Is Warren Buffett blind to tail risks/risks of ruin?

Discussion in 'Risk Management' started by Daal, Feb 1, 2017.

  1. Sig


    Or he grew and matured and realized that his personal wealth wasn't all important anymore and optimizing his tail risk avoidance wasn't the most important thing going on in his life. You can change your strategy based on a change in your outlook in life and you weren't by definition "wrong" either way. Happens to most of us as we get older.

    Also, it's very possible that he's far craftier than we give him credit for. The U.S. economy was in a tailspin and he had billions in Berkshire Hathaway and his foundation at risk. He is hands down the most respected money manager in the world. It means a great deal when he puts down all his money on the U.S., he actually has the ability to move markets with that kind of move by changing everyone's perception of how much confidence they should have in the U.S. economy at a time when there was a high level of irrational fear. Perhaps he was just signaling that the U.S. economy had his full faith and trust in the strongest possible way, in hopes that it would become a self-fulfilling prophecy of a sort for the entire economy. At the same time, that was a relatively minor investment given the giant tail of his other investments he was swinging with it.
    Last edited: Feb 2, 2017
    #41     Feb 2, 2017
  2. Daal


    Yes, its possible that it was part of the idea, to buy stocks and try to pump them to "create confidence". His GE and GS investments could also have been part of the "act". But still, those things are still 'benefits', one can keep adding benefits and still it doesn't warrant an 'all-in bet'. The fact that one needs to call the NYT in desperation to try to pump a market, shows that the win % is indeed NOT super high. There is a lot of uncertainty and risks involved. Either he made a "mistake" before 2008 or during/after
    #42     Feb 2, 2017
  3. Sig


    When the country you love and truly believe in is in the middle of a confidence crisis that could result in a financial meltdown that would result in a lasting depression and a huge amount of misery for millions, and you are one of the few people who could do something to stop it, is that just a 'benefit' and not worth doing because a formula says it isn't? Add to that the fact that you have billions in other funds that you could leverage by a relatively small (for him) show of confidence. At some point the real world intercedes here my friend. Some people do things for non-monetary reasons and would do the same again if given the chance. That's not a 'mistake', it's being a human. Not everyone lives via spreadsheets and formulas during extreme events, thank god!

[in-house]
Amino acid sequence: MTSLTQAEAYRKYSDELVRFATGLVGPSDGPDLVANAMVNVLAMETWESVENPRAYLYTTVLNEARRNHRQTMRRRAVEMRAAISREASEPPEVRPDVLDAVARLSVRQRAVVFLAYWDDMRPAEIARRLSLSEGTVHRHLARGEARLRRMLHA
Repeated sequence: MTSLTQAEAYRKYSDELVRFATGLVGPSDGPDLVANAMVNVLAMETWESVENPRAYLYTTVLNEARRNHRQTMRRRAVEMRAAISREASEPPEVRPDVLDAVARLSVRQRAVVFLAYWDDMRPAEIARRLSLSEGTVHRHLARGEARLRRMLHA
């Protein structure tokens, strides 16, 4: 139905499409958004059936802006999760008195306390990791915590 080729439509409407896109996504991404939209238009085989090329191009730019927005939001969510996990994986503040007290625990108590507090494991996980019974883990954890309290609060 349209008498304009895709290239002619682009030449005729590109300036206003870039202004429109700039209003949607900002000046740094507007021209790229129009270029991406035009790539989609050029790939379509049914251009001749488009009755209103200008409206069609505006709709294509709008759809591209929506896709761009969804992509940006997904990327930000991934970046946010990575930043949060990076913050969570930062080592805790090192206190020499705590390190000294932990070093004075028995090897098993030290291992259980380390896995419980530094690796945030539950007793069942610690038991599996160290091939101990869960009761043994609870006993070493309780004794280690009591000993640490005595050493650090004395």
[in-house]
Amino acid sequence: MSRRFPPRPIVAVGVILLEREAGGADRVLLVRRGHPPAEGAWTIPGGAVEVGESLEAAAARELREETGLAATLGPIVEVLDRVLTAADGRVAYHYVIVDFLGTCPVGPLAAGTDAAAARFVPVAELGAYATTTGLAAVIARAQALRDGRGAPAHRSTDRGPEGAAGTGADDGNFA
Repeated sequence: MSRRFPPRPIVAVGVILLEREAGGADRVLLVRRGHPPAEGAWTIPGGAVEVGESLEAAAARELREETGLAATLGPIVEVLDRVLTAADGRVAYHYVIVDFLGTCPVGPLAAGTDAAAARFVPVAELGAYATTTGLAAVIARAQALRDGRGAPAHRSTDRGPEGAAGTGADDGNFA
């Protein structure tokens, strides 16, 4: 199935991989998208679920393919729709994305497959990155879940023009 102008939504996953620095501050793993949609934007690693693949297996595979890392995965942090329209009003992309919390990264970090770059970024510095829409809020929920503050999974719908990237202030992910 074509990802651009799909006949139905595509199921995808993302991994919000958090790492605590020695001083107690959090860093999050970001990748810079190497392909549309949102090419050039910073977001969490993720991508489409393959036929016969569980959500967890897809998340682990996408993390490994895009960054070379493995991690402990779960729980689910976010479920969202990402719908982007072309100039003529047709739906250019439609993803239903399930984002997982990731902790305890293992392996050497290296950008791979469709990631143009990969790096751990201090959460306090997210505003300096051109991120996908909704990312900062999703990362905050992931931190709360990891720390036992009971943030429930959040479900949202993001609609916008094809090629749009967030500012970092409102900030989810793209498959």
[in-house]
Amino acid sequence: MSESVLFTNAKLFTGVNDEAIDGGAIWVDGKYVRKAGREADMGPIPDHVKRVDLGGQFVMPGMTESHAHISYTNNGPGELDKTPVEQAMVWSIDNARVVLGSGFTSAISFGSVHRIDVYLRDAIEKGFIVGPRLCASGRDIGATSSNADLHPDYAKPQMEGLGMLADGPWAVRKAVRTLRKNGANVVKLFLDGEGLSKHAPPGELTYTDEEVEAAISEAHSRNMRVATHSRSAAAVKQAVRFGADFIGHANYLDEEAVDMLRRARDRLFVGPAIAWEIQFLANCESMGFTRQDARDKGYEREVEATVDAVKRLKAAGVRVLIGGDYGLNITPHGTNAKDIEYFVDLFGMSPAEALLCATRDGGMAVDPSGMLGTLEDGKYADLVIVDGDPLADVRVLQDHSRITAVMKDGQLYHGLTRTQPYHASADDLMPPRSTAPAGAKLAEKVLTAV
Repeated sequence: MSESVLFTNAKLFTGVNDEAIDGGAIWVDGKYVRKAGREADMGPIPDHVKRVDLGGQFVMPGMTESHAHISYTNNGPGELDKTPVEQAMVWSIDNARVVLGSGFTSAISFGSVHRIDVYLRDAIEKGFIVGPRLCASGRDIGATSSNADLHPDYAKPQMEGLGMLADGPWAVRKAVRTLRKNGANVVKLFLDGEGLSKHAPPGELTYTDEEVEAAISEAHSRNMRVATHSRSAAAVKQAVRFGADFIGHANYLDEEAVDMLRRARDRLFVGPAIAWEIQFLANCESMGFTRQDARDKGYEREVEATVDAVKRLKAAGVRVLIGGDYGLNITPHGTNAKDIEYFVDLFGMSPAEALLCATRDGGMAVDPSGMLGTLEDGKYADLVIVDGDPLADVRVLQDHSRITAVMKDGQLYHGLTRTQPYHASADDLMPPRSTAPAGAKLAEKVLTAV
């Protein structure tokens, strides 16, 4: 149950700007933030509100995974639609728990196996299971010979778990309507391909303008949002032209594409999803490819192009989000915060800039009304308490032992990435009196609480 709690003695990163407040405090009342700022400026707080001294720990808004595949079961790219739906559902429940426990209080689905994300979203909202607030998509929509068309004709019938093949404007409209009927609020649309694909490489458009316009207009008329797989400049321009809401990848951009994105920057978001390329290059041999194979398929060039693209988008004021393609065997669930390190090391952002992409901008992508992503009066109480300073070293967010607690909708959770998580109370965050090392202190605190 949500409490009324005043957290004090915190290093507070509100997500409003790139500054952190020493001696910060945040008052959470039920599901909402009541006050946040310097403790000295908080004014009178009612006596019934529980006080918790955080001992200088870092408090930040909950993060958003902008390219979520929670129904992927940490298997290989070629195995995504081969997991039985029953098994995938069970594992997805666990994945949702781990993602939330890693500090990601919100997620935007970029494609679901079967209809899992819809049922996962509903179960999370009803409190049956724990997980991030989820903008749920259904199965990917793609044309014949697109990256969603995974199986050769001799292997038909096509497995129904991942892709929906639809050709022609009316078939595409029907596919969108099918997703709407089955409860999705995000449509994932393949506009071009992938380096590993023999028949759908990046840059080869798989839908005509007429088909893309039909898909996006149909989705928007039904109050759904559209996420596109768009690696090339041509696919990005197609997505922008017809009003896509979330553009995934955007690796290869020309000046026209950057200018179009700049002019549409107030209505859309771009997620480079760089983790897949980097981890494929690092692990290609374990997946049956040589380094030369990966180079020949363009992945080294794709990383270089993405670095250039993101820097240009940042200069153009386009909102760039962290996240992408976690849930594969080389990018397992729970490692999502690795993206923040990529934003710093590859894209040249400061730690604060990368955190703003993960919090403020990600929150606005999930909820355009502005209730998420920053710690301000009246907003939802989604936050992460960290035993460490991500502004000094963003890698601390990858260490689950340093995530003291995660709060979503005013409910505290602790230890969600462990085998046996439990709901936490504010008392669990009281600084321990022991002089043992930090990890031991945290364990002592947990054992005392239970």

#43     Feb 2, 2017
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  4. Daal


    I understand, that's why I put mistake in quotes. Sometimes people might want to maximize wealth, sometimes utility, sometimes (perhaps) other people's (the country) wealth/prosperity. Those are all valid uses for money, but I do find extremely interesting how that 2008 piece, which is widely seen as a great money making call, likely had nothing to do with maximizing wealth because its a "mistake" in the math/kelly sense which actually minimizes wealth growth
    #44     Feb 2, 2017
  5. Maverick74


    Buffet is very close to the Fed and the government. He knew the bailouts were coming and he knew QE was coming. Remember the government approached him to bailout Bear Stearns and he passed but did invest heavily in Goldman. Based on what he knew, it was a slam dunk trade. At the very least, there would be enough bailout money and QE for him to bail out if he was wrong. It's not like the guy jumped into the abyss.
    Last edited: Feb 2, 2017
    #45     Feb 2, 2017
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  6. comagnum


    Buffet is no babe in the woods when it comes down to market panics and knows, as does many pro traders & savvy investors, there are certain times when the risk/reward is at extremes and you just have to get long and lean hard with size as the turn unfolds. When a president tells the public now is a good deal it is time to buy - it can be the ultimate buy signal. In the post 911 if you would have listened to Bush when he urged the public to get back into the market you would also have timed the bottom perfectly, making a killing in the proceeding months before the next bear down leg sent the market to new lows.

    Last edited: Feb 2, 2017
    #46     Feb 2, 2017
  7. jj90


    Daal, not everything is about reducing things to an equation. How did you make your outsized bet on EWZ and risk early last year? Did you actual follow a formula or did you simply say, this is ridiculous I'm putting 20% at risk.
    #47     Feb 2, 2017
  8. JackRab


    Why do you have to be consistent in your trading/investing? In trading I kinda get, if you're on a certain strategy that works... don't change it.

    But in (long term) investing, you certainly want to change with the tides a little bit. Especially when there's blood in the water and there are bargains. You cannot get the timing correct, but if not leveraged and are in it for the long term, you don't have to.

    Fuck man... if he really sold 10yrs+ index vols at 35... that's just a good trade...
    #48     Feb 2, 2017
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  9. newwurldmn


    You could take the 1250 worst spx days in the last 75 years and that doesn't even come up to 35 vol!
    #49     Feb 2, 2017
  10. Daal


    It was 15% and its far from being oversized. Oversized would be 30-40%+. 10-20% is actually quite standard
    #50     Feb 2, 2017